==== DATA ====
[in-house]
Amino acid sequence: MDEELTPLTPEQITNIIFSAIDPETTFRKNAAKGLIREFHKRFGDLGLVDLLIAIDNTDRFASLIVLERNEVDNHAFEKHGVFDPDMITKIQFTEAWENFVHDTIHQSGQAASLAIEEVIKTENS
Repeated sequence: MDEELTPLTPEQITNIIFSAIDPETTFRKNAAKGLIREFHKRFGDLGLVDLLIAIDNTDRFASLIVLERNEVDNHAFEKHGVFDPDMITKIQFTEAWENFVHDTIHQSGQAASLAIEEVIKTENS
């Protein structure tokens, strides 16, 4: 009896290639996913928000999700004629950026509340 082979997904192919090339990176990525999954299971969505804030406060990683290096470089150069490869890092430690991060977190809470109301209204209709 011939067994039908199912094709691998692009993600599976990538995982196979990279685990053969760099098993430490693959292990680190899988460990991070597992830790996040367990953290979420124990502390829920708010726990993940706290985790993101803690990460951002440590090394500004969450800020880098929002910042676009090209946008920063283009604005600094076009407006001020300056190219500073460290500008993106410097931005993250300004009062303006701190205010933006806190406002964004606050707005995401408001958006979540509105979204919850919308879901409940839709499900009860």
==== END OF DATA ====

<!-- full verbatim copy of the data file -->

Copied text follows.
[in-house]
Amino acid sequence: MDEELTPLTPEQITNIIFSAIDPETTFRKNAAKGLIREFHKRFGDLGLVDLLIAIDNTDRFASLIVLERNEVDNHAFEKHGVFDPDMITKIQFTEAWENFVHDTIHQSGQAASLAIEEVIKTENS
Repeated sequence: MDEELTPLTPEQITNIIFSAIDPETTFRKNAAKGLIREFHKRFGDLGLVDLLIAIDNTDRFASLIVLERNEVDNHAFEKHGVFDPDMITKIQFTEAWENFVHDTIHQSGQAASLAIEEVIKTENS
């Protein structure tokens, strides 16, 4: 009896290639996913928000999700004629950026509340 082979997904192919090339990176990525999954299971969505804030406060990683290096470089150069490869890092430690991060977190809470109301209204209709 011939067994039908199912094709691998692009993600599976990538995982196979990279685990053969760099098993430490693959292990680190899988460990991070597992830790996040367990953290979420124990502390829920708010726990993940706290985790993101803690990460951002440590090394500004969450800020880098929002910042676009090209946008920063283009604005600094076009407006001020300056190219500073460290500008993106410097931005993250300004009062303006701190205010933006806190406002964004606050707005995401408001958006979540509105979204919850919308879901409940839709499900009860």